Probably known better as KFC, Kentucky Fried Chicken announced, today, a plan to be completely antibiotic-free by the end of 2018. Basically, KFC US will only buy its chicken from farms which raises its animals without antibiotics [which would normally be important to human medicine]. In an officials statement, the KFC Corporation says this marks the very first time a major national quick service chain restaurant in the United States has committed to such a measure: antibiotic free chicken-on-the-bone and boneless chicken.
The KFC statement includes: “By the end of 2018, all chicken purchased by KFC in the U.S. will be raised without antibiotics important to human medicine. This includes our chicken tenders and popcorn chicken; but we’re especially proud to be the first major chicken chain to extend this commitment to our bone-in chicken.”
More specifically, KFC US president and chief concept officer Keven Hochman notes, “We’re constantly working to meet the changing preferences of our customers, while ensuring we deliver on the value they expect from KFC. Offering chicken raised without medically important antibiotics is the next step in that journey.”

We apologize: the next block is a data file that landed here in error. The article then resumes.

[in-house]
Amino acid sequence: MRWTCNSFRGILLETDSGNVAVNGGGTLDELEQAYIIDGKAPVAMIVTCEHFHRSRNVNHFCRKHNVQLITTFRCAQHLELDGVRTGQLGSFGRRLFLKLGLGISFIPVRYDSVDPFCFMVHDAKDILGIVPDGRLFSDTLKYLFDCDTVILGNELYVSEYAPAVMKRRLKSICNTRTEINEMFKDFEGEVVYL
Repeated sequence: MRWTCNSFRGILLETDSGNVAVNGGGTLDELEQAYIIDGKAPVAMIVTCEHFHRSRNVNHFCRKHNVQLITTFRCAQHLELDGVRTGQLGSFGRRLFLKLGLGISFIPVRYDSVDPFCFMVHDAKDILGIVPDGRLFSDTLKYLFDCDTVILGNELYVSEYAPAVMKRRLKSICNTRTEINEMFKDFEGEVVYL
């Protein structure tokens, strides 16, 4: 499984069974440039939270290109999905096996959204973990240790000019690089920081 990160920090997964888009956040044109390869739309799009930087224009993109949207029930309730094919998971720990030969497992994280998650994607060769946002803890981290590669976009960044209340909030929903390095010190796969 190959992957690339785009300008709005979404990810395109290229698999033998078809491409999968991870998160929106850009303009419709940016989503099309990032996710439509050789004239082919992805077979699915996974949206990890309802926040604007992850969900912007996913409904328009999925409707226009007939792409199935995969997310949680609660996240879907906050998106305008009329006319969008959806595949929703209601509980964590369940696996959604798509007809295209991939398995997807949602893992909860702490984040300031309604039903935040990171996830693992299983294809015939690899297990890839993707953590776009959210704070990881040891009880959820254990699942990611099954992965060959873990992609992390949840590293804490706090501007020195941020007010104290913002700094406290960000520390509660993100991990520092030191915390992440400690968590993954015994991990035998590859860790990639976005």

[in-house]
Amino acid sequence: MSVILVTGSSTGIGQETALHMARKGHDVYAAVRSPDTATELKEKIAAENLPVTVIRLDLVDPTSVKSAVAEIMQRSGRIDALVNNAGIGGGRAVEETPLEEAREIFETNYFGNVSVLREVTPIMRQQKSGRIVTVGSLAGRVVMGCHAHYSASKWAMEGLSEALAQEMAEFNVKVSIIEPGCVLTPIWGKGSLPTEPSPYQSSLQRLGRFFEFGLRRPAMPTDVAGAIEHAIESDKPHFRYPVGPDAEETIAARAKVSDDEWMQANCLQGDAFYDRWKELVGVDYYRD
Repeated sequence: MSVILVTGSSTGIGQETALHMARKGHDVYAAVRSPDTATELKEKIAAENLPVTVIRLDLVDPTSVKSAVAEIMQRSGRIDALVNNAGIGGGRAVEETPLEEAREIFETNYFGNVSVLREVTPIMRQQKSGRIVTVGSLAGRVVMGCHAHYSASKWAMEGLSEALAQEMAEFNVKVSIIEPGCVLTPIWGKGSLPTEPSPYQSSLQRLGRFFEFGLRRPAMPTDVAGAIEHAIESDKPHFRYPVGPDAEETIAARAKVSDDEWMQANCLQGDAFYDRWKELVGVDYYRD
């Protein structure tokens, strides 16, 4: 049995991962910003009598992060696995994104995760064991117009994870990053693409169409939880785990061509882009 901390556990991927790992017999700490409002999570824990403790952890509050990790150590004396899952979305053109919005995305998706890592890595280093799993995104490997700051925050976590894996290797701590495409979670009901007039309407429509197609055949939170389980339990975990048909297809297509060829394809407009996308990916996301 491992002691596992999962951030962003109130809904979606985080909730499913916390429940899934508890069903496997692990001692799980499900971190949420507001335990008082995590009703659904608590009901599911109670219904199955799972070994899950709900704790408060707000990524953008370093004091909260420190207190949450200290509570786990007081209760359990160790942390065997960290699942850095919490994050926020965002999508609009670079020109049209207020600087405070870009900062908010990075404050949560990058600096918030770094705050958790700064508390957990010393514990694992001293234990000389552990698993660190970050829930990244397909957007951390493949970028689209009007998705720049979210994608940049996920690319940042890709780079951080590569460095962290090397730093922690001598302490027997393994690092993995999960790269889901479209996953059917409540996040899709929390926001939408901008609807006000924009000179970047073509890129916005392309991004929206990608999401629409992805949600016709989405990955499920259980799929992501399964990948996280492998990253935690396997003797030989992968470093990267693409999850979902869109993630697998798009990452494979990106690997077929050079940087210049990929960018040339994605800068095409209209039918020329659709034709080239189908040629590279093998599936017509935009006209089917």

He goes on to say, “Making this change was complex and took a lot of planning. It required close collaboration with more than 2,000 farms, most of them family-owned and managed, in more than a dozen US states where they raise our chickens.”
Accordingly, National Resources Defense Council (NRDC) food policy advocate Lena Brook warrants that this KFC policy will, in fact, be a game-changer for the whole of the fast food industry as well as public health. She also notes that this is basically just the market responding to consumer demand for better meat. It is a commitment, she adds, from the country’s “most iconic fast food chicken chain” that will have a much larger impact over the way birds are raised in the United States as well as an impact over the growing epidemic of drug-resistant infections.
US Public Interest Research Group antibiotics program director, Matthew Wellington, agrees that this policy could have “lasting effects on the way these life-saving medicines are used in the chicken industry.”
He adds that this announcement is definitely a big win for anyone who might, someday, depend on antibiotics as a means to sustain life.